Joy Hester (1920-1960) Figure with scales 1957
Lot 11
Joy Hester (1920-1960) Figure with scales 1957
Sold for AU$ 207,400 (US$ 169,641) inc. premium

Lot Details
Joy Hester (1920-1960)
Figure with scales 1957
signed and dated 'Joy Hester 57' centre
brush and ink, watercolour, gouache on paper on hardboard
57.0 x 45.0cm (22 7/16 x 17 11/16in).

Footnotes

  • PROVENANCE
    The collection of the artist
    Gray Smith
    Margaret Carnegie, Melbourne
    Allen D. Christensen, USA
    Christensen Fund Collection, Melbourne
    Deutscher Fine Art, Melbourne
    The Reg Grundy AC OBE and Joy Chambers-Grundy Collection, acquired in 1997

    EXHIBITED
    Paintings from the collection of Allen D. Christensen, National Gallery of Victoria, Melbourne, 7-22 December 1976, cat. no. 18
    Joy Hester, National Gallery of Victoria, Melbourne, September 1981, cat. no. 68, titled Figure with scale
    Joy Hester and Friends, National Gallery of Australia, Canberra, 1 September – 28 October 2001

    LITERATURE
    Janine Burke, Joy Hester, exh. cat., National Gallery of Victoria, Melbourne, September 1981, pp. 24, p. 50 (illus.)
    Janine Burke, Joy Hester, Greenhouse Publications, Melbourne, 1983, pp. 162-163, 164 (illus.)
    Deborah Hart, Joy Hester and friends, National Gallery of Australia, Canberra, 2001, pp. 90-91 (illus.), 93


    Joy Hester painted this work a few years before she died in 1960 at the age of forty. She had Hodgkin's lymphoma, a cancer affecting the lymph system. The disease is now often curable, but this was not so in the 1940s. Hester managed the disease successfully for some time with bouts of radiotherapy, and went into remission soon after her diagnosis in 1947 until 1955. This was not the only dramatic turn in Hester's life that year. She abruptly abandoned Albert Tucker, whom she had married in 1941, and their two-year-old son Sweeney, to pursue a new life with the artist Gray Smith. Sweeney was eventually adopted in 1949 by Hester's dearest friend, correspondent, mentor and patron, Sunday Reed.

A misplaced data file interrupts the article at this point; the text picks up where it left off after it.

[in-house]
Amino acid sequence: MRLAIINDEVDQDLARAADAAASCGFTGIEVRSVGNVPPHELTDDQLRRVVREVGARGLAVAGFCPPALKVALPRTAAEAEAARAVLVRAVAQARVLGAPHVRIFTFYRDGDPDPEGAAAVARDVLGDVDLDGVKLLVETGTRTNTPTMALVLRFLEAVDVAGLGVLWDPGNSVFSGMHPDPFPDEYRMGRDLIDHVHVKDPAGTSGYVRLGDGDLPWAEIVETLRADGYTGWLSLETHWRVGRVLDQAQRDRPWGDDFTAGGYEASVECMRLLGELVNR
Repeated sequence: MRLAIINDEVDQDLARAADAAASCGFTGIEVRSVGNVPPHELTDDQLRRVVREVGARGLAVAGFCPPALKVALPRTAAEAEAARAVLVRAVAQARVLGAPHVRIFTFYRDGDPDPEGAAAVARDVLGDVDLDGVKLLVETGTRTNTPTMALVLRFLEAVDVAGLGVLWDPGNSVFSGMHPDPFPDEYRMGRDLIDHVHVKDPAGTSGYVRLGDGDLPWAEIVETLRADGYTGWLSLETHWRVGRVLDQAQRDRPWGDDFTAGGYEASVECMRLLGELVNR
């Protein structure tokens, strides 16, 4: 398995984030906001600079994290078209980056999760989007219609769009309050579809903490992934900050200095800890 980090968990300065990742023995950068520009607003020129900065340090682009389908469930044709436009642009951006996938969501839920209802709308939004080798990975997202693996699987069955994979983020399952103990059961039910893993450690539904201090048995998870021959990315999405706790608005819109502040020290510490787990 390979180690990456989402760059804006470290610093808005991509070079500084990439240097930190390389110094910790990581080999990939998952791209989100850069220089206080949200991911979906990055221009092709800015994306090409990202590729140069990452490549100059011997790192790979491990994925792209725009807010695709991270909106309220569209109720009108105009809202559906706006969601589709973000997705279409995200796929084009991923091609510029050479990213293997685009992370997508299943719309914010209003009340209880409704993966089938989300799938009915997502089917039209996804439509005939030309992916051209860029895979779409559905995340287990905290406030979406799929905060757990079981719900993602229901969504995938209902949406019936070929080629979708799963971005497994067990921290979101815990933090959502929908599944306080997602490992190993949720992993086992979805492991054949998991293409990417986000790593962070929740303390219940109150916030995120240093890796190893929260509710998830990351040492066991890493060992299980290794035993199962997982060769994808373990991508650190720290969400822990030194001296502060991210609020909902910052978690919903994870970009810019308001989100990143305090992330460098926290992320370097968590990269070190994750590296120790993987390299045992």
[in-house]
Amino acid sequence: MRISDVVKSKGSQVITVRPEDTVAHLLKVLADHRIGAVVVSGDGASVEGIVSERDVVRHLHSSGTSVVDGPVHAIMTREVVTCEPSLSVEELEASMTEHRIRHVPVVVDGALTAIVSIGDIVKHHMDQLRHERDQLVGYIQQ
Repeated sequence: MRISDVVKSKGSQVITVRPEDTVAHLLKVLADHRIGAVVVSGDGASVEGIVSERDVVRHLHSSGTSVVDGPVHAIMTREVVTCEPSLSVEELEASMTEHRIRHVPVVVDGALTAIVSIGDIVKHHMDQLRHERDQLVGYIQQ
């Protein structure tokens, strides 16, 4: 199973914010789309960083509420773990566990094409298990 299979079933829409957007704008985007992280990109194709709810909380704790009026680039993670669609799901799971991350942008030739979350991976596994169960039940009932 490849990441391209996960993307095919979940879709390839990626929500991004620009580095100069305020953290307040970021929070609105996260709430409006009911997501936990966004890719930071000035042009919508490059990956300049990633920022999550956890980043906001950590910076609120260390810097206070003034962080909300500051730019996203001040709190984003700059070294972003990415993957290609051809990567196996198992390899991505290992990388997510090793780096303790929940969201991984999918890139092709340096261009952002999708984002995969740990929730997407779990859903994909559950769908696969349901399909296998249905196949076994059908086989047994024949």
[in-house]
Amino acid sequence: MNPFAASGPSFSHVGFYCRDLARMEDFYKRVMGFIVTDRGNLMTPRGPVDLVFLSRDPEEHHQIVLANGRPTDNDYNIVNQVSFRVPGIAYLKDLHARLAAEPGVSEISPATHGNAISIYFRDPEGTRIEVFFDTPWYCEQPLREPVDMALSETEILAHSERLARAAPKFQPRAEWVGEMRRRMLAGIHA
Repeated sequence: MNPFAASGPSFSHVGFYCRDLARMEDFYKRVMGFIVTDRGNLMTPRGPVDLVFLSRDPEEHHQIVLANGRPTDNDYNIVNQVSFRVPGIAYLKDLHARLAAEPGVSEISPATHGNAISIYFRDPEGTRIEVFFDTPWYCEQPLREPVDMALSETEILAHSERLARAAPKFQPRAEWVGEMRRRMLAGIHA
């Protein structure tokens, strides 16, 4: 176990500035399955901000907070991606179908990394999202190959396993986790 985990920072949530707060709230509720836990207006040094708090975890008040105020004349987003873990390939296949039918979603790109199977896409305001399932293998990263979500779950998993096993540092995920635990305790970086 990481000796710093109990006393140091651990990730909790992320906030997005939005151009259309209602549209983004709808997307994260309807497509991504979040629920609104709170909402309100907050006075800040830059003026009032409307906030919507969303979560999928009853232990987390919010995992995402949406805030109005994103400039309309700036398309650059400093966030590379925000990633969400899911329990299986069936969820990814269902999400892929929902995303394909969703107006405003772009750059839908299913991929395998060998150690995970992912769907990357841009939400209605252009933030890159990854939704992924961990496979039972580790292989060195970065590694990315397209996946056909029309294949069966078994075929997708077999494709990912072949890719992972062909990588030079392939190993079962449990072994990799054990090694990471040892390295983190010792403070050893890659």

After a year in Sydney, Hester and Smith returned to Melbourne, but not back to the city. Hester now sought the quiet and solace of the bush. They moved to a property at Hurstbridge, which as usual for the perennially broke pair, lacked modern conveniences. Later they moved even further out to Avonsleigh. In 1950, Hester held her first solo exhibition of works on paper and poems in Melbourne, but critical and financial success evaded her. The critics were bemused and she sold nothing. Hester was always an artists' artist, deeply admired by her peers. She gave the lot to Sunday and moved on.

    The fifties were a time of consolidation for Hester's life and art. Having had a painfully fraught relationship with motherhood in her twenties, she embraced it in her thirties. Peregrine and Fern were born in 1951 and 1954. Hester renewed links with the Contemporary Art Society, began exhibiting regularly and made vital new friendships with Georges and Mirka Mora and Charles and Barbara Blackman, who came to live nearby at Avonsleigh for six months in 1955.

    Hester held high hopes after first acquiring a few chooks in 1952 and persuaded the Blackmans to join her in one of her mad money-making schemes. They would slaughter, boil, pluck and dress a batch of chickens to sell through a delicatessen in the city for Christmas. Unfortunately, the weather turned warm and without refrigeration the chooks started to go off. Figure with scales perhaps recalls the memorable disaster. The figure, who may be Gray Smith, holds the carcass aloft from its neck and quizzically eyeballs the reading on the scales. The shape of the carcase with its protruding neck and clinging scaly feet recalls the shape of the human heart.

    Figure with scales was painted after Hester acquired her first studio. Over 1956-7 she produced other closely related works featuring children protectively clutching birds and animals, including Girl with hen and Girl with goanna. This inclusion of animals was Hester's artistic concession to country life. Landscape never interested her in the slightest. Her art focused on the face as a profound and close-up meditation on love, death and the emotional experience of being a fragile human being.

    Caroline Jordan

    References
    Janine Burke, Joy Hester, Random House, Sydney, 2001 (first published 1983)
    Janine Burke (ed.), Dear Sun: The Letters of Joy Hester and Sunday Reed, William Heinemann Australia, Melbourne, 1995
    Deborah Hart, Joy Hester and Friends, National Gallery of Australia, Canberra, 2001
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